‘Two and a Half Men’ to end 12-year run at CBS
Network retools for new viewers
This undated image released by CBS shows Jon Cryer in a scene from "Two and a Half Men." Cryer was nominated for an Emmy award for outstanding actor in a comedy series Thursday, July 19, 2012 for his role as Alan Harper on the series. The 64th annual Primetime Emmy Awards will be presented Sept. 23 at the Nokia Theatre in Los Angeles, hosted by Jimmy Kimmel and airing live on ABC. (AP Photo/CBS, Michael Ansell)
T wo and a Half Men, once the highest-rated TV comedy in the U.S., is ending its run with a 12th and final season as broadcaster CBS revamps its lineup to win back younger viewers.
The show, which starred Charlie Sheen until he was replaced by Ashton Kutcher in 2011, will retain its slot on Thursdays at 9 p.m., the network said yesterday in a statement. Series creator Chuck Lorre “will be creating a season-long event to send it off,” said Nina Tassler, head of entertainment for the network.
“It’s important to keep your fans engaged,” she said yesterday at a CBS Corp. news conference in New York.
CBS is seeking to regain ground it lost last season to Comcast Corp.’s NBC and 21st Century Fox’s Fox. While New York-based CBS is still the most-watched network, it had the largest ratings decline for younger audiences among the big four broadcast networks in the past season, with average nightly viewers falling 18 percent to about 3 million in the 18-to-49- year-old demographic, according to Nielsen data.
Though Two and a Half Men continued to appear regularly among the top 25 programs in the ratings after the transition to Kutcher, it had been surpassed by CBS hits like The Big Bang Theory. Sheen was fired from the show, made by Time Warner’s Warner Bros., after making disparaging comments about Lorre.
CBS’s ratings drop last season was largely due to a lack of sports programming such as professional football and college basketball championship games, as well as the failure of shows Hostages and Intelligence in the 10 p.m. Monday time slot, Kelly Kahl, the network’s senior executive vice president of prime-time programming, said in an interview.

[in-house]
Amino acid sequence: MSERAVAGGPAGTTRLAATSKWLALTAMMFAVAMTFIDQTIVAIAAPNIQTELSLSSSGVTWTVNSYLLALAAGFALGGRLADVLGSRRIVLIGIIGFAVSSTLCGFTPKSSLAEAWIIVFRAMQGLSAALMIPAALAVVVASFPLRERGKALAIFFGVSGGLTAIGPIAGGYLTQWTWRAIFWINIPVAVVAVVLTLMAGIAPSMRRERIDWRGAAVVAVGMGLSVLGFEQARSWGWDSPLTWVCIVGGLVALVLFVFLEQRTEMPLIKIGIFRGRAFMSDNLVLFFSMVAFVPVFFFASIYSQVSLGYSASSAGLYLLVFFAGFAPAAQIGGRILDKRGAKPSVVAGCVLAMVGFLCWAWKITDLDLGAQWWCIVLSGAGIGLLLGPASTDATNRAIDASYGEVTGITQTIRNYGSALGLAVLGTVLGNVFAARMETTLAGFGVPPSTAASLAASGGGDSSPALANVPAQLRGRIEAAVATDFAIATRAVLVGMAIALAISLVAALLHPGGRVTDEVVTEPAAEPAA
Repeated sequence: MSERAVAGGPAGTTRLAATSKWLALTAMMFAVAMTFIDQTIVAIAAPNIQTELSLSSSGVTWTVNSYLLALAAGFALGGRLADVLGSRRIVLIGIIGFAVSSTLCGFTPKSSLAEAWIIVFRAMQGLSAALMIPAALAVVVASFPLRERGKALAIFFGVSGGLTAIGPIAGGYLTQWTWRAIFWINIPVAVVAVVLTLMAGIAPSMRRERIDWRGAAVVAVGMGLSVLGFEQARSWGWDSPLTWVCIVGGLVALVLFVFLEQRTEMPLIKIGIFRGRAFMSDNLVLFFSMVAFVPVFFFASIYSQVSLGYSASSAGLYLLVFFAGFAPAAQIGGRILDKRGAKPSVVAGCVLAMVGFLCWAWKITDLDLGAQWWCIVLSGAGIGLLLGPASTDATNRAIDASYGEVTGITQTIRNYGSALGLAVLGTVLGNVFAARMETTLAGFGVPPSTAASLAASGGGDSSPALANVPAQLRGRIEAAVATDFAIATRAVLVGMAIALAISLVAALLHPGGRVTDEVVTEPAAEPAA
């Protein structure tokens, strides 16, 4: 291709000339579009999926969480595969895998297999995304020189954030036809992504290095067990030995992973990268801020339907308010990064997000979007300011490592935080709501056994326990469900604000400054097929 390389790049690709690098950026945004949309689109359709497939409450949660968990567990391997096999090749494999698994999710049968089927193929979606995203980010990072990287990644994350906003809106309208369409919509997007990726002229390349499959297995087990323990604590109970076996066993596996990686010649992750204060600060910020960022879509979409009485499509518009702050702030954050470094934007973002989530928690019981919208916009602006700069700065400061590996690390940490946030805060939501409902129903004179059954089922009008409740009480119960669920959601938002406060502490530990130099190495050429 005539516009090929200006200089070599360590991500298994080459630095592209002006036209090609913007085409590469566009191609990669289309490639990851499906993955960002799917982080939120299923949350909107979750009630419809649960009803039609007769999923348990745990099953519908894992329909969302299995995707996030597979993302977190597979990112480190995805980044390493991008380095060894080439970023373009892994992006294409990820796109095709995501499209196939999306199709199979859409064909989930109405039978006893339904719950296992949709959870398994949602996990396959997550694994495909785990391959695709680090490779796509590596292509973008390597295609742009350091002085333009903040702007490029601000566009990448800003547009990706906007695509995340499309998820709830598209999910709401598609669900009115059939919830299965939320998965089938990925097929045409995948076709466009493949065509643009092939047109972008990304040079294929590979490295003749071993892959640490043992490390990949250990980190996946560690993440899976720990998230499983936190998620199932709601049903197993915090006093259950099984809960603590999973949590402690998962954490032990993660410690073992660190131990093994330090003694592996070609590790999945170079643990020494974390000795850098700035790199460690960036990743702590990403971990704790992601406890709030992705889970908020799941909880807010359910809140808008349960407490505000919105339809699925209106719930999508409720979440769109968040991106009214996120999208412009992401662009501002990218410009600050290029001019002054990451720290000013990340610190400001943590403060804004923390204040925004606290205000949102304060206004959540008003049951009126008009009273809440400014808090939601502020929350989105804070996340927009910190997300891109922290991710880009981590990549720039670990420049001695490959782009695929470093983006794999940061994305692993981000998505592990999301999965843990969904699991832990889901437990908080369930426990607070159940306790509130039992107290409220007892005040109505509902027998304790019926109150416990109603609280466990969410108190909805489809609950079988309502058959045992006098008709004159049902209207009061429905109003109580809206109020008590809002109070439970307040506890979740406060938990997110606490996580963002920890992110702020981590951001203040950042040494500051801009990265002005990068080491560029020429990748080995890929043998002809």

“That’s 95 percent of the issue,” Kahl said.
Help is on the way. In February, CBS won rights to televise eight National Football League games on Thursday nights. The games begin Sept. 11, with Two and a Half Men and other shows replacing the games starting Oct. 30.
“It keeps the integrity of our Thursday lineup, but gives us a boost at the start of the season,” Kahl said.
The addition of the eight-game NFL package and summer series Under the Dome and Extant illustrates the changing nature of broadcast TV, when new shows can be introduced at any point in the year rather than the traditional September-to-May season, CBC Chief Executive Officer Les Moonves said at the news conference.
For example, the network is planning a late-in-the-season remake of The Odd Couple, featuring Friends star Matthew Perry and Thomas Lennon of Reno 911! as the mismatched roommates.
“There will be time periods when there are no repeats for the entire season,” Moonves said. “That is a great luxury that we have. Having football makes it better.”
Despite intense interest from fans of hit show How I Met Your Mother, which concluded a nine-year run this year, the network decided not to pick up the pilot for a spinoff series, How I Met Your Dad, put together by the same producers.
“There were things with the pilot that didn’t work out,” Tassler said. The creative team declined the network’s request to redo the episode, she said.
The network’s sole new fall comedy, The McCarthys, stars Tyler Ritter as a gay man at odds with his traditional Boston family.
CBS introduced five new shows for its fall season, a small number compared with last-place ABC, a division of Walt Disney Co., which introduced 12 new series yesterday.